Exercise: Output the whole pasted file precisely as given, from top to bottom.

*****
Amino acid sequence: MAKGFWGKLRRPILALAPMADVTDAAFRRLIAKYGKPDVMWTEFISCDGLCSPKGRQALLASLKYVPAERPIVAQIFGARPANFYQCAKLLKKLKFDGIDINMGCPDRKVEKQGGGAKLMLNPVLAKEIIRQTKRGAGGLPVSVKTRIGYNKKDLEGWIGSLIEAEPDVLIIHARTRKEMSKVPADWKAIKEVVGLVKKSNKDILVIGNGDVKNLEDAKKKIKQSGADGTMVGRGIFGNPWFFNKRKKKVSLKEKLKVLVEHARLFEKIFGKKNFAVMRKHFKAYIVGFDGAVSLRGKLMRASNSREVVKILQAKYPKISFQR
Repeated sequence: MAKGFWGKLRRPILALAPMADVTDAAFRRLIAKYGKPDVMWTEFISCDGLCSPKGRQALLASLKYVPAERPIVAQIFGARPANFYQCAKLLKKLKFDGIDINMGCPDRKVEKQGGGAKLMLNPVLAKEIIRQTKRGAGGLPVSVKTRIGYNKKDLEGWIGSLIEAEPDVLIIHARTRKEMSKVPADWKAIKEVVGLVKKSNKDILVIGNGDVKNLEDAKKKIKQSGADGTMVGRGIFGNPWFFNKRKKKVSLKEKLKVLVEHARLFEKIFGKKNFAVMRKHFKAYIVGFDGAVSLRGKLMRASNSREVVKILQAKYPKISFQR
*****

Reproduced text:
Amino acid sequence: MAKGFWGKLRRPILALAPMADVTDAAFRRLIAKYGKPDVMWTEFISCDGLCSPKGRQALLASLKYVPAERPIVAQIFGARPANFYQCAKLLKKLKFDGIDINMGCPDRKVEKQGGGAKLMLNPVLAKEIIRQTKRGAGGLPVSVKTRIGYNKKDLEGWIGSLIEAEPDVLIIHARTRKEMSKVPADWKAIKEVVGLVKKSNKDILVIGNGDVKNLEDAKKKIKQSGADGTMVGRGIFGNPWFFNKRKKKVSLKEKLKVLVEHARLFEKIFGKKNFAVMRKHFKAYIVGFDGAVSLRGKLMRASNSREVVKILQAKYPKISFQR
Repeated sequence: MAKGFWGKLRRPILALAPMADVTDAAFRRLIAKYGKPDVMWTEFISCDGLCSPKGRQALLASLKYVPAERPIVAQIFGARPANFYQCAKLLKKLKFDGIDINMGCPDRKVEKQGGGAKLMLNPVLAKEIIRQTKRGAGGLPVSVKTRIGYNKKDLEGWIGSLIEAEPDVLIIHARTRKEMSKVPADWKAIKEVVGLVKKSNKDILVIGNGDVKNLEDAKKKIKQSGADGTMVGRGIFGNPWFFNKRKKKVSLKEKLKVLVEHARLFEKIFGKKNFAVMRKHFKAYIVGFDGAVSLRGKLMRASNSREVVKILQAKYPKISFQR